Thought leaders in the FinTech sector appear to be as divergent on Brexit as the Conservative Party – for example, Michael Kent of Azimo and Tandem Bank believes that Brexit would be a total disaster for UK FinTech, whilst Chris Gledhill of Secco Bank sees the EU as a burning platform and it’s time the UK got off - for the sake of UK FinTech and the UK in general. In our humble opinion, these two articles sum up the business rationale on which UK FinTech growth relies and the entrepreneurial spirit on which UK

FinTech has thrived. Whilst there may be some (with hindsight) fairly accurate predictions, it is not crystal clear at the time of writing what the world will look like for UK FinTechs in July.

However, what is clear is that if the UK votes in favour of leaving  the EU on 23 June then the terms on which the UK’s withdrawal is agreed will be of paramount importance.  Until then it is really only possible to speculate on the definitive consequences of a potential Brexit.  Though, we have set out in this note two key points of potential impact for FinTechs.

Post- Brexit access to Europe

As has been widely reported, the withdrawal of a member state is unprecedented so we can only speculate as to what the terms of such an exit would be based on existing models such as Norway and Switzerland.  The key issues would of course be the extent to which the UK would be able to access the European market (and vice versa), the conditions for doing so (in particular requirements for equivalent legislation) and the extent to which the UK would be able to influence any legislation to which it would effectively be subject under an equivalence regime. Clearly these points will be of less concern for businesses which do not have EU-wide operations.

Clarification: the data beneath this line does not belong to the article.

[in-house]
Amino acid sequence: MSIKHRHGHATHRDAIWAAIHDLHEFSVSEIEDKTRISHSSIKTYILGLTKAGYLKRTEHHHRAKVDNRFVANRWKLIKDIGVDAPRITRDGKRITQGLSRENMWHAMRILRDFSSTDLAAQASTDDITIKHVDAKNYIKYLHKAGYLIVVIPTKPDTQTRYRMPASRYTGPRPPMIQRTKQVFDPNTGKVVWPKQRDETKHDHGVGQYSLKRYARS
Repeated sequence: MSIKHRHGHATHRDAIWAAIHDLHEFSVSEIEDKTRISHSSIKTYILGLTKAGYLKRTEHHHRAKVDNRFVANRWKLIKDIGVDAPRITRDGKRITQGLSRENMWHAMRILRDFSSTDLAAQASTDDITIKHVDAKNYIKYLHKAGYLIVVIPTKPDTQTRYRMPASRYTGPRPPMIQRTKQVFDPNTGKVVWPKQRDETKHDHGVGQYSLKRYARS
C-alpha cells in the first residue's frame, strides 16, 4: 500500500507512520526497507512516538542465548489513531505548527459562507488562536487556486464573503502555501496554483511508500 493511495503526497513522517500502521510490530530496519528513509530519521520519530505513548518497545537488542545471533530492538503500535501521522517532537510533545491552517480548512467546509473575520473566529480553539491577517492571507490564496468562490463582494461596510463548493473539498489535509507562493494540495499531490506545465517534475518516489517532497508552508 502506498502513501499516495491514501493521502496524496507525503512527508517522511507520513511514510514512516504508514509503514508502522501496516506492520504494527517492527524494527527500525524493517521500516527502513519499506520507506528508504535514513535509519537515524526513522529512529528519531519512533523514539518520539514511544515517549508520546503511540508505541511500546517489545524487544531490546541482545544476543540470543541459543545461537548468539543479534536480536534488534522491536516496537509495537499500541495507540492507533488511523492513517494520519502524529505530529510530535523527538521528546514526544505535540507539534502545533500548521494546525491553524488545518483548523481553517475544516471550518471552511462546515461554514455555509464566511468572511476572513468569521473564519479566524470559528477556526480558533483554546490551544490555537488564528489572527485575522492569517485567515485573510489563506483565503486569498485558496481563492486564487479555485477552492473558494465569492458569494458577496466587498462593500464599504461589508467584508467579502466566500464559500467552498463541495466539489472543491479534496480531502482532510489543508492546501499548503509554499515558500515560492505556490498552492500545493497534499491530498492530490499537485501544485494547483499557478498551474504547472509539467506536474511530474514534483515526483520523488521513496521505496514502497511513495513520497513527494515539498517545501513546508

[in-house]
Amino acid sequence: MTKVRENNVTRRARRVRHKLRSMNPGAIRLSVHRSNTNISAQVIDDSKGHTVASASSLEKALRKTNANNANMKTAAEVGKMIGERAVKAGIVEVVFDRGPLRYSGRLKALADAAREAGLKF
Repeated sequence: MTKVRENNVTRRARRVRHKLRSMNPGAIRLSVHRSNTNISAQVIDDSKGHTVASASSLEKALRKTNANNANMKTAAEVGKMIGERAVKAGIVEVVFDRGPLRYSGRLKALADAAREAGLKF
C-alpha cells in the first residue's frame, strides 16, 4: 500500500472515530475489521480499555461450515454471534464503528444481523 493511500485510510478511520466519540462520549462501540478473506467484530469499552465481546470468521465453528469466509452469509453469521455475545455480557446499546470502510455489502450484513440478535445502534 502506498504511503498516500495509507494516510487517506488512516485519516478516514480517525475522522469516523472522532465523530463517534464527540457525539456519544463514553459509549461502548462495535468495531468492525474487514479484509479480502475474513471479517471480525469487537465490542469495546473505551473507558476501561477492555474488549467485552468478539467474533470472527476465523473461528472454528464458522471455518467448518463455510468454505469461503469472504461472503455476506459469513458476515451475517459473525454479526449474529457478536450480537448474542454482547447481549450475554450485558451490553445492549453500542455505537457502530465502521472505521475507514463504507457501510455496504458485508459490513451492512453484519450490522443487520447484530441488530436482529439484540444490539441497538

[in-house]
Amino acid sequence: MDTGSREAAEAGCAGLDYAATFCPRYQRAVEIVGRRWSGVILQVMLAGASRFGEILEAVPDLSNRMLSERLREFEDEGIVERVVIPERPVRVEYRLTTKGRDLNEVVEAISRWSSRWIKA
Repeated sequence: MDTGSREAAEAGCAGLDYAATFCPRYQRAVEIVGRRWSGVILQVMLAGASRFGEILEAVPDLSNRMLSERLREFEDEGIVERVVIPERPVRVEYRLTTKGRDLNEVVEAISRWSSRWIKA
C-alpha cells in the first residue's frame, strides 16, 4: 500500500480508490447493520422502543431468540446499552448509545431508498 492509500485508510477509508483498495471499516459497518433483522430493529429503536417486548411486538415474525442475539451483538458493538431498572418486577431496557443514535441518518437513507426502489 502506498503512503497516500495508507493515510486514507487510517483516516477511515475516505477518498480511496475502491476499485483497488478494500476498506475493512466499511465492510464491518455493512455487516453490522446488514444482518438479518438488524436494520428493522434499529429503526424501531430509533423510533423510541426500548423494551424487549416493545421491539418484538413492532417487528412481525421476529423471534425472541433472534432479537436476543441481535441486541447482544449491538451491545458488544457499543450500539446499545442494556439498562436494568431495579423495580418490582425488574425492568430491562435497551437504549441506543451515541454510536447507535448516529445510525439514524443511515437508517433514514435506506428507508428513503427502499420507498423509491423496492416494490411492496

Inevitably there would also be a period of uncertainty while the terms of the exit were negotiated and it is likely such uncertainty would in itself be problematic for many FinTechs.

Passporting rights

Any UK firm that relies on a passport to conduct its business will be impacted – this would for example include those FinTech businesses providing insurance (under IMD), payment services (under PSD), digital banking services (under CRD IV), robo-advice (under MiFID) and models using “alternative investment funds” (under AIFMD) most recently in the property crowdfunding market.  This will also affect non-EEA businesses whose strategy has involved setting up an authorised UK subsidiary as a gateway to access the European market, (which may in part be one of the reasons why the US president has been imploring the UK to vote against an exit).

Of course, this would also go the other way too with EU FinTechs potentially unable to access the UK market, which would undoubtedly be a major factor in the UK’s favour in negotiating any exit terms given the size of the UK financial services industry.

What should FinTech businesses be doing now?

With so much uncertainty it is tempting for firms to do nothing until the result is known.  However, one practical step would be   to review your existing business model and contracts to see how these might be affected by leaving the EU on the worst-case scenario assumption that there is very limited access, in particular given that counter-parties may seek to reassess their current arrangements, business models and contractual commitments in such circumstances.